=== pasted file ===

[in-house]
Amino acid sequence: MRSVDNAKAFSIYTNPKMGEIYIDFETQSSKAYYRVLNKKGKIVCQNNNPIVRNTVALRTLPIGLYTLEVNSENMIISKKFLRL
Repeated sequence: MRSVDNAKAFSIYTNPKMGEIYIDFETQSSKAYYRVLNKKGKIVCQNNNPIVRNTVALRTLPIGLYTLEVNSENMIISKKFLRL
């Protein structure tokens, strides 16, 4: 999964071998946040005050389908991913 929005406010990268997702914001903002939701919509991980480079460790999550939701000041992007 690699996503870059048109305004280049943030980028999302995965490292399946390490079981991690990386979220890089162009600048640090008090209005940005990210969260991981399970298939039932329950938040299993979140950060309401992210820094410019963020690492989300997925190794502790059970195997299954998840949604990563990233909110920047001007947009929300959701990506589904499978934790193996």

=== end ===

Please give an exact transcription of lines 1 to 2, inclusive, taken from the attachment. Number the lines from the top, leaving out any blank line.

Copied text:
[in-house]
Amino acid sequence: MRSVDNAKAFSIYTNPKMGEIYIDFETQSSKAYYRVLNKKGKIVCQNNNPIVRNTVALRTLPIGLYTLEVNSENMIISKKFLRL